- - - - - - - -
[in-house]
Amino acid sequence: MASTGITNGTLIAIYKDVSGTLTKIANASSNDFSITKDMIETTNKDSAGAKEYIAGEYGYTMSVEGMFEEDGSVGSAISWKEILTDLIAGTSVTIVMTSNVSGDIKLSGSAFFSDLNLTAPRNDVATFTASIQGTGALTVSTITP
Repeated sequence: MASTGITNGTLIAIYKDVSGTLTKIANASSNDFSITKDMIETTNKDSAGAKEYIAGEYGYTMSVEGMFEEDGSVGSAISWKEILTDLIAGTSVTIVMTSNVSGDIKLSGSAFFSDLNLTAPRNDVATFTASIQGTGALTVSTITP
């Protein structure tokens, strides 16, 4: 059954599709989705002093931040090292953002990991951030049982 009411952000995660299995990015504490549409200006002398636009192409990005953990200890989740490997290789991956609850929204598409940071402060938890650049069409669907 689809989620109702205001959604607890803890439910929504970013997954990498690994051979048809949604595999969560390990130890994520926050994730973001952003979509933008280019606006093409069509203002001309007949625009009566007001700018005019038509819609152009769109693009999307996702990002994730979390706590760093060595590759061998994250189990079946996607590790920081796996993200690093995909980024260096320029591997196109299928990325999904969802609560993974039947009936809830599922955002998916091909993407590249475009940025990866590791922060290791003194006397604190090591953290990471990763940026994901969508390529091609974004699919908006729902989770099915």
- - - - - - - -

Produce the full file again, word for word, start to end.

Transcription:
[in-house]
Amino acid sequence: MASTGITNGTLIAIYKDVSGTLTKIANASSNDFSITKDMIETTNKDSAGAKEYIAGEYGYTMSVEGMFEEDGSVGSAISWKEILTDLIAGTSVTIVMTSNVSGDIKLSGSAFFSDLNLTAPRNDVATFTASIQGTGALTVSTITP
Repeated sequence: MASTGITNGTLIAIYKDVSGTLTKIANASSNDFSITKDMIETTNKDSAGAKEYIAGEYGYTMSVEGMFEEDGSVGSAISWKEILTDLIAGTSVTIVMTSNVSGDIKLSGSAFFSDLNLTAPRNDVATFTASIQGTGALTVSTITP
């Protein structure tokens, strides 16, 4: 059954599709989705002093931040090292953002990991951030049982 009411952000995660299995990015504490549409200006002398636009192409990005953990200890989740490997290789991956609850929204598409940071402060938890650049069409669907 689809989620109702205001959604607890803890439910929504970013997954990498690994051979048809949604595999969560390990130890994520926050994730973001952003979509933008280019606006093409069509203002001309007949625009009566007001700018005019038509819609152009769109693009999307996702990002994730979390706590760093060595590759061998994250189990079946996607590790920081796996993200690093995909980024260096320029591997196109299928990325999904969802609560993974039947009936809830599922955002998916091909993407590249475009940025990866590791922060290791003194006397604190090591953290990471990763940026994901969508390529091609974004699919908006729902989770099915």